Next, as I discussed in an earlier blog, migrating an existing business application from traditional IT to a private or public cloud service requires developing a business case that includes more than just cost factors. Considering other key business factors is extremely important. Factors like data location, data sovereignty, privacy, risk, agility, time-to-market, and performance are significant considerations within an in-depth analysis. A detailed analysis that looks at the overall effect to the business can shift decision priorities from cost to overall value as the primary criteria.

There are many variables to consider. The business needs to take the necessary time to understand which elements matter the most based on their specific scenario and prepare to come up with a detailed comparative view.

An in-depth analysis factors in elements such as business outcomes and timeframes that must be met, contractual obligations, financial commitments, staffing capabilities, application architecture, infrastructure dependencies, organization standards, geographic dependencies and other requirements. A priority focus needs to be put on regulatory, confidentiality, and security requirements that will have a major risk impact to the overall business. Such analysis will include detailed quotes from hardware and software vendors for upfront costs including hardware, software, installation, setup, and configuration. Cost estimates will also be required for ongoing operating expenses, including annual software licensing, data center space, power, network bandwidth, maintenance, support, and management. A detailed analysis needs to make assumptions of the salary and other associated manpower benefits, including the office space needed for administration. In addition to current costs, future costs and contingent costs must also be factored in for all of the same upfront components—hardware, software, power, labor, and facilities.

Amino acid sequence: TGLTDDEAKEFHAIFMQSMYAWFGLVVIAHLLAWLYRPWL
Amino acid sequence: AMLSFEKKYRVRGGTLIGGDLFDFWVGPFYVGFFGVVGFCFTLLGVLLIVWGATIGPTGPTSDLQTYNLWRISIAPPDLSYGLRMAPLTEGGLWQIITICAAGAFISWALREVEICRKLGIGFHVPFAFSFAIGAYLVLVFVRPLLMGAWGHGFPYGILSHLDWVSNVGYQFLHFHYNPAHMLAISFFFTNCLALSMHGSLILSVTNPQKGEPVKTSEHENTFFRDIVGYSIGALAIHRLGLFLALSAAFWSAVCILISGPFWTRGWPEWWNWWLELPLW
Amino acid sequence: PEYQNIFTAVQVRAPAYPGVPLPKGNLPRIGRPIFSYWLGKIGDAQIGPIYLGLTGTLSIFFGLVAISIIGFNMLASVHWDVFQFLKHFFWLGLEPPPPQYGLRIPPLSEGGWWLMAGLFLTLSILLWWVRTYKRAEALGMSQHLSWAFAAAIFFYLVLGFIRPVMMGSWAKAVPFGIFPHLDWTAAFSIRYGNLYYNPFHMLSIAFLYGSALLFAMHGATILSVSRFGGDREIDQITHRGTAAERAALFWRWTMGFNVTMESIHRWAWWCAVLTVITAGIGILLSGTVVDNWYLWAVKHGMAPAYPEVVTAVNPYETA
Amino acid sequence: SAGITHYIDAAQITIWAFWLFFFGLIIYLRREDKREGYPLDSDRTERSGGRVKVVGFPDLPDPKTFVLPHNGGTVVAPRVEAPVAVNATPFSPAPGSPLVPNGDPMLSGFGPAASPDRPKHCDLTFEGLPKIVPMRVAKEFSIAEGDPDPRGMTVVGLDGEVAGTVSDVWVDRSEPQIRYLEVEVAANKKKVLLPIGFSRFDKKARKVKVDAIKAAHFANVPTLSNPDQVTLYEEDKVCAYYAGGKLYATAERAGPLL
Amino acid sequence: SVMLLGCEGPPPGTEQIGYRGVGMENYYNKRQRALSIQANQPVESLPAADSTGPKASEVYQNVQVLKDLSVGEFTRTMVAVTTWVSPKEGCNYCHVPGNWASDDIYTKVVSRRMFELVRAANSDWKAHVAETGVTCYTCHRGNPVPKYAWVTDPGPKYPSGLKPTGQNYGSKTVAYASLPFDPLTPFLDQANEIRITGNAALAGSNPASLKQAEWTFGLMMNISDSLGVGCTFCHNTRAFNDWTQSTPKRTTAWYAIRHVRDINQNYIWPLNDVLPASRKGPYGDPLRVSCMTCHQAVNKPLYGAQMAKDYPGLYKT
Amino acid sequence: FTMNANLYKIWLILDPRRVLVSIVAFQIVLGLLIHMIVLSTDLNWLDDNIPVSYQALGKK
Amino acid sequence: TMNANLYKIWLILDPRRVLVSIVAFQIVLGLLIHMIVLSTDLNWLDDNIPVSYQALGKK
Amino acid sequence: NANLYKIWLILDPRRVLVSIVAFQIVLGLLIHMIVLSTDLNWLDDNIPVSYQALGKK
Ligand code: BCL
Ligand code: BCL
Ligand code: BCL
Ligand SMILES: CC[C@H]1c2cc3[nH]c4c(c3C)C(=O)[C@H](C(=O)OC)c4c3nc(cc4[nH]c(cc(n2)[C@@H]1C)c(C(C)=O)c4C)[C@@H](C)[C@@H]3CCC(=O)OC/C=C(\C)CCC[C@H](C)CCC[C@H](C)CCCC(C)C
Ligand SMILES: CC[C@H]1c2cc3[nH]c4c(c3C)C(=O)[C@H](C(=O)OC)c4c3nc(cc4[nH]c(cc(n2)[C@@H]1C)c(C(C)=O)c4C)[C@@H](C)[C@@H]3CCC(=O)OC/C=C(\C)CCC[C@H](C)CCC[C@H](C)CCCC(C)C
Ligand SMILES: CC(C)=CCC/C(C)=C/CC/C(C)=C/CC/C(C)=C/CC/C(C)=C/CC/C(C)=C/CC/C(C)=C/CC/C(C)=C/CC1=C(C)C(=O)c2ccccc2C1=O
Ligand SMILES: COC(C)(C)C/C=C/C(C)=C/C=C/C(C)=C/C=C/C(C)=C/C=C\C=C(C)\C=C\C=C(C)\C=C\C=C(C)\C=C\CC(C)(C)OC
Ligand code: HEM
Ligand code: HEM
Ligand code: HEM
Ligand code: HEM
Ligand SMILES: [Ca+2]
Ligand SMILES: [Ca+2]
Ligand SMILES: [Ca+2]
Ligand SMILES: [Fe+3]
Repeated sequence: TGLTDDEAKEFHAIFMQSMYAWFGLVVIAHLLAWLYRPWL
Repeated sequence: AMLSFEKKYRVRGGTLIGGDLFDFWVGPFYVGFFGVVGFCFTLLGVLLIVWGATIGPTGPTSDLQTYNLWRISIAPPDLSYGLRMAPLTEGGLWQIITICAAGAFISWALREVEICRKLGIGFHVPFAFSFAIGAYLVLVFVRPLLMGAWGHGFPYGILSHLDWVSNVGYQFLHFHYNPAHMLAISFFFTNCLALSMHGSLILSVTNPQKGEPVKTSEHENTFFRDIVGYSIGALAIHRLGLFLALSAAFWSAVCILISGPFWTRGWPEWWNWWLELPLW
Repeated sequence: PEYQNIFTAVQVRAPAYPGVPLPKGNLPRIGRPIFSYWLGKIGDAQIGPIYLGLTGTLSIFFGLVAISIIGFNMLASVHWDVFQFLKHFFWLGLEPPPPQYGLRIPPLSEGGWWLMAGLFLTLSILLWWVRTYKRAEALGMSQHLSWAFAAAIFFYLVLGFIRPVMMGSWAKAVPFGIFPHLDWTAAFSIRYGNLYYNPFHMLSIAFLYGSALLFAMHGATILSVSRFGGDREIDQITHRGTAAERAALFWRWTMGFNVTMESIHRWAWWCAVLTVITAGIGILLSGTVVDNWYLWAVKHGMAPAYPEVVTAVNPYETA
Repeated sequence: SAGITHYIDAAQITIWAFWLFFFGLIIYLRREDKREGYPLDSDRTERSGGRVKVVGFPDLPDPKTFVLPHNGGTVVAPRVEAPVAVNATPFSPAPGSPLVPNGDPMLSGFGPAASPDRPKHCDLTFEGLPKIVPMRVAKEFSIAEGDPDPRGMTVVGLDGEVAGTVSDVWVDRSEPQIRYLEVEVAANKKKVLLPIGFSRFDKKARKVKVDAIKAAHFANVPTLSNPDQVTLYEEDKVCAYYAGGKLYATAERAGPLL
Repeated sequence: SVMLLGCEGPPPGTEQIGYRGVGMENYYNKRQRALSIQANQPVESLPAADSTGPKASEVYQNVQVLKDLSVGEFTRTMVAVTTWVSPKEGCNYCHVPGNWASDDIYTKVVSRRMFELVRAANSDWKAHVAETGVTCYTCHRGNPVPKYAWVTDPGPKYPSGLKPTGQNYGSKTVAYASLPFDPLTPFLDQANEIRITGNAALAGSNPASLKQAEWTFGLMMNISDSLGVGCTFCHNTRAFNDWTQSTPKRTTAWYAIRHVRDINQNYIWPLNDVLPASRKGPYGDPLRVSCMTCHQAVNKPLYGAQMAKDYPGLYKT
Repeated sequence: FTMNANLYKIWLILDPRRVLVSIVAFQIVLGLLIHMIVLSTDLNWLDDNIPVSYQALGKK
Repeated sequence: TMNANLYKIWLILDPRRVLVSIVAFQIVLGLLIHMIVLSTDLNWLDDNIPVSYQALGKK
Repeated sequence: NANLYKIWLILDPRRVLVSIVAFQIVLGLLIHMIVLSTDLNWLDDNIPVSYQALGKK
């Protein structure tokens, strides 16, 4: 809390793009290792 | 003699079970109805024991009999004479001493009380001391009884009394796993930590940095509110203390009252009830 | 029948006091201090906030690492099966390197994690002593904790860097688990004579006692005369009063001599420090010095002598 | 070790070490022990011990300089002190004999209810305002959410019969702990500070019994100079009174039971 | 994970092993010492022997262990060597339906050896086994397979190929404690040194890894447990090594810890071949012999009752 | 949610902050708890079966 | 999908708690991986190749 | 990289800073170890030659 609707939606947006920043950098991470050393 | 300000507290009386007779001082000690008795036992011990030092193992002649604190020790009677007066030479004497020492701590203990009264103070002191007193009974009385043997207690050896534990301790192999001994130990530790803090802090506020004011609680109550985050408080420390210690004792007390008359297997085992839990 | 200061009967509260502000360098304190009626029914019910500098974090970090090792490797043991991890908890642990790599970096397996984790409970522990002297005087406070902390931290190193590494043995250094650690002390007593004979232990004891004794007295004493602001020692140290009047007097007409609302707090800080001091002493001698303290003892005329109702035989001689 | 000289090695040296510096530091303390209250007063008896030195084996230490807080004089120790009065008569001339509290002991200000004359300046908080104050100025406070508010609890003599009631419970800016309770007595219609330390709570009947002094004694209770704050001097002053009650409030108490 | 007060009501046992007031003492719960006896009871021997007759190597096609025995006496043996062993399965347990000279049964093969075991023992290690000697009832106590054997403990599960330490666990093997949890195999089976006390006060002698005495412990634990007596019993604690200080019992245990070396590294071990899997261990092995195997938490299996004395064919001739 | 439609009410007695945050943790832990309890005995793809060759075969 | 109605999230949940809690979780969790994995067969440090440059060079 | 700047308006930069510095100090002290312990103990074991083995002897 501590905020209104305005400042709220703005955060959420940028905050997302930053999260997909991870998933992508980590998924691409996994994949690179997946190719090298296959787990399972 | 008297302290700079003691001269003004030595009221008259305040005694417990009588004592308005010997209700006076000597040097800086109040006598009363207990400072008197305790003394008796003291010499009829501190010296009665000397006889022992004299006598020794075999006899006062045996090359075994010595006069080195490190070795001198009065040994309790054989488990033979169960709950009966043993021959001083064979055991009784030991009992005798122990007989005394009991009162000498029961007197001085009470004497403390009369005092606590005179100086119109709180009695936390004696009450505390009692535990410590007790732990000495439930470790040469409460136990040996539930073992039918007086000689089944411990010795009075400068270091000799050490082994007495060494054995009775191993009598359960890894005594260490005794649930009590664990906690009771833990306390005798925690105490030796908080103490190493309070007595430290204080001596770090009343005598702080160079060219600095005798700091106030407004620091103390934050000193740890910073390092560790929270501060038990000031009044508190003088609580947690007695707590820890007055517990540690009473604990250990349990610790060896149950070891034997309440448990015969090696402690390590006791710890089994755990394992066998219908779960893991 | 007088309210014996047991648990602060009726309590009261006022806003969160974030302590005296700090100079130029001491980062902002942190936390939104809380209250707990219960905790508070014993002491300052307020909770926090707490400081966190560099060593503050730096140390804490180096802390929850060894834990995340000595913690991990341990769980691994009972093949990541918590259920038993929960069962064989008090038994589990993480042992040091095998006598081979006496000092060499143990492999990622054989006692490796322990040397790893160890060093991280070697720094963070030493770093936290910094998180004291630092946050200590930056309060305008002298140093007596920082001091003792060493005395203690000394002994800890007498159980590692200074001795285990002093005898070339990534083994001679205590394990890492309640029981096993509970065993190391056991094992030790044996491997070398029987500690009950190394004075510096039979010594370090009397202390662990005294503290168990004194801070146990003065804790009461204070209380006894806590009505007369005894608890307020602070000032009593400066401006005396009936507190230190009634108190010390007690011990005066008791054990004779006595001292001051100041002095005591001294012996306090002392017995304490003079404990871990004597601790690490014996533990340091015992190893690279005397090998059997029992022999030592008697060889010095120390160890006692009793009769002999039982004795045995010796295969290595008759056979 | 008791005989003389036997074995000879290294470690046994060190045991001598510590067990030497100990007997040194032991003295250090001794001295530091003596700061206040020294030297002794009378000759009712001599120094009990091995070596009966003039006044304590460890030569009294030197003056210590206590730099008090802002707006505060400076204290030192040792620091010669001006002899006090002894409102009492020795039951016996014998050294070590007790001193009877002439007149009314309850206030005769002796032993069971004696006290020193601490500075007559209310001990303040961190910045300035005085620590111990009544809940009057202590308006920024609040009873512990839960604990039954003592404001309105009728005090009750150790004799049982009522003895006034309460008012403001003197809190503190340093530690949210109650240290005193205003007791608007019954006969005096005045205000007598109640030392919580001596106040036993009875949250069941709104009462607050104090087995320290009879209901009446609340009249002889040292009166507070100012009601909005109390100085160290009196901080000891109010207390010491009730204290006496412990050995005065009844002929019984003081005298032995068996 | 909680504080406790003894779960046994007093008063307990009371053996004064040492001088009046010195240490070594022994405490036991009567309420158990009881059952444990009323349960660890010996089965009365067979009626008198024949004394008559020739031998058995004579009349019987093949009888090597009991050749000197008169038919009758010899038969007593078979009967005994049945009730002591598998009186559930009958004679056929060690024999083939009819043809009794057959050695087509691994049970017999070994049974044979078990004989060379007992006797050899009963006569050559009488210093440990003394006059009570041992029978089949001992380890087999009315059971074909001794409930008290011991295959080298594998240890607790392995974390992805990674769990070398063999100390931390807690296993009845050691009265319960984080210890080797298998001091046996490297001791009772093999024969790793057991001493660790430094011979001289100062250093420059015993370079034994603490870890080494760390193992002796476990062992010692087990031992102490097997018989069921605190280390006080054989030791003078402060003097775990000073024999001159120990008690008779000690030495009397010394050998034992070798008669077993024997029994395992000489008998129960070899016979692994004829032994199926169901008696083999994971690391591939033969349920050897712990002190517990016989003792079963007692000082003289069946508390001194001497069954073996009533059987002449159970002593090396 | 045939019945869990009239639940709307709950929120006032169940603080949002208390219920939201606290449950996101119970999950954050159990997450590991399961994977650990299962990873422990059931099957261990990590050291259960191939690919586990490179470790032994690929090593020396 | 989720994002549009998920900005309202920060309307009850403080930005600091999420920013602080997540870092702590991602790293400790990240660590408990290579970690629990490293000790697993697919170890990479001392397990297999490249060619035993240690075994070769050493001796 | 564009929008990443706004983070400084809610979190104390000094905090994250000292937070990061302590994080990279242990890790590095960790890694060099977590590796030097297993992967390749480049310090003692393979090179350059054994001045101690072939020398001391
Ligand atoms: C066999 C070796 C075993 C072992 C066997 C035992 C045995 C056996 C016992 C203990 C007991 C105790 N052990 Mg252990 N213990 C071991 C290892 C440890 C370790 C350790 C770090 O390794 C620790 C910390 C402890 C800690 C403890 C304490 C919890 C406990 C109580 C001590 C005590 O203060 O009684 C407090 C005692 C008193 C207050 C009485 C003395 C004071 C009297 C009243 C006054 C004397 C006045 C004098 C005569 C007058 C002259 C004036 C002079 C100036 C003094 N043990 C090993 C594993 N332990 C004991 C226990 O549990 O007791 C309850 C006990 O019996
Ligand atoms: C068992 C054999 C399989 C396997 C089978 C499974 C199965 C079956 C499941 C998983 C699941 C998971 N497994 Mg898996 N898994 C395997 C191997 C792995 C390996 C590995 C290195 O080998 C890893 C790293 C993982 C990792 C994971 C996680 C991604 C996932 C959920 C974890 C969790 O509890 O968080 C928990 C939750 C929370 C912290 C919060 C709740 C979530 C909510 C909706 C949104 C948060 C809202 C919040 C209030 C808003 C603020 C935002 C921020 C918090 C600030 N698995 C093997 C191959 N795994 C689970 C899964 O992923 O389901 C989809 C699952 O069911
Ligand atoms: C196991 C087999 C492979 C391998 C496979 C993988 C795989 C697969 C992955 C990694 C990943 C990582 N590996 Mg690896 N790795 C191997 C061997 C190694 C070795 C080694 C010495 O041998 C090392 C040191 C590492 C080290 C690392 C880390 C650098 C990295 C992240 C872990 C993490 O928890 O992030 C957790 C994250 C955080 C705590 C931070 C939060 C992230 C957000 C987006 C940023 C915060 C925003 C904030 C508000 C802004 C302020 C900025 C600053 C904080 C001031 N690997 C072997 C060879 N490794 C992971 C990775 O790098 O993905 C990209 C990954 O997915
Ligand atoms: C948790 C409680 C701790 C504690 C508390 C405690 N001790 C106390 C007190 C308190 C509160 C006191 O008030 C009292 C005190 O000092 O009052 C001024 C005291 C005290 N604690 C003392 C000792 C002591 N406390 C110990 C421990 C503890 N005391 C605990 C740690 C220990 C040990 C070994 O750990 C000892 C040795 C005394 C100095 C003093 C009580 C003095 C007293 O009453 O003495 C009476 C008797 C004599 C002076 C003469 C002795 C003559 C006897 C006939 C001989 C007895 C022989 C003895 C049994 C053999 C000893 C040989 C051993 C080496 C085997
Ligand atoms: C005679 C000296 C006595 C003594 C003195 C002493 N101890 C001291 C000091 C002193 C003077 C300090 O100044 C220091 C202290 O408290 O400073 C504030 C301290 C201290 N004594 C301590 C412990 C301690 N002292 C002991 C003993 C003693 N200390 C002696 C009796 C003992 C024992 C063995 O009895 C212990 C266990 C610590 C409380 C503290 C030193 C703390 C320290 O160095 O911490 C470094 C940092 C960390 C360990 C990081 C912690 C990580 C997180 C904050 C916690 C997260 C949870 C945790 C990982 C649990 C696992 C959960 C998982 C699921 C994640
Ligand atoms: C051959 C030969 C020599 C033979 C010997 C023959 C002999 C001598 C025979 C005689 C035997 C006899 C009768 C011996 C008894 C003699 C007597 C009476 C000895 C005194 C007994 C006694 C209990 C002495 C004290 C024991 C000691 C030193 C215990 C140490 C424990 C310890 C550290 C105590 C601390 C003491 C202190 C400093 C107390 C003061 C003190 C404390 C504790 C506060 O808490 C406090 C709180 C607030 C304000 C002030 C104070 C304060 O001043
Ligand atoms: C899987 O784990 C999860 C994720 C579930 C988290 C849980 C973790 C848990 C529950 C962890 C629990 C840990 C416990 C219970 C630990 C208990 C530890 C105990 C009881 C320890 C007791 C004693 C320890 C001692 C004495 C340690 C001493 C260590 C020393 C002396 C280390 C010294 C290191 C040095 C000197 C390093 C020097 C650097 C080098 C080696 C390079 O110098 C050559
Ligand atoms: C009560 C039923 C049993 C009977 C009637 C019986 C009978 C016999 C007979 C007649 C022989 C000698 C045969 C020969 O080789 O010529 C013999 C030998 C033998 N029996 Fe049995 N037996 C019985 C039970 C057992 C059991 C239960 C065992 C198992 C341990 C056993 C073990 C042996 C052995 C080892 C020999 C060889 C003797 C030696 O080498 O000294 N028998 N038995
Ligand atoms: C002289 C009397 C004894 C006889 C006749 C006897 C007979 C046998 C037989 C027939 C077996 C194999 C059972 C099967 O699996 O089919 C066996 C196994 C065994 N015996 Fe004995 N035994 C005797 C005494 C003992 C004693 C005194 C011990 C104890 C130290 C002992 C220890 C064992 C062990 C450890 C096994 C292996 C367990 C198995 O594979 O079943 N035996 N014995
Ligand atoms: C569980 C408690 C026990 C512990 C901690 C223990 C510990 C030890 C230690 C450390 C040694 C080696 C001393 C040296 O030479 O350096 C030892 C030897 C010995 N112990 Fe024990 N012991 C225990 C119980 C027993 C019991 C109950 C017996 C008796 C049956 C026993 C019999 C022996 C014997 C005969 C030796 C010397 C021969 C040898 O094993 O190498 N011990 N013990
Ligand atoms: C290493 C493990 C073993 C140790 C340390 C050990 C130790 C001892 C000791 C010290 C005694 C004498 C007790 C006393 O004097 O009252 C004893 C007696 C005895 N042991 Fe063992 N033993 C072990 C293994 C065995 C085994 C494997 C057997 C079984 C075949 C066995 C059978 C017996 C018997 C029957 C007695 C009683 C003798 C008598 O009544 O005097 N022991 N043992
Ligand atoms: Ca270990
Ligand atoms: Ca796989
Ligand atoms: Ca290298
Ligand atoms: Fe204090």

What to expect

An in-depth approach takes time, effort, tools, and resources to complete, so organizations need to allow for the time required to complete the analysis and to make sure they have the skills on hand to do it properly. Certain investment levels or unique business scenarios will dictate the need to complete this level of analysis. Knowing the comparative and relative costs of private, public, and managed cloud options is can help make the right business decisions. As the number of variables increase, getting comparative costs becomes more and more complicated to obtain. That’s the bad news. The good news is there are many resources and tools that can help.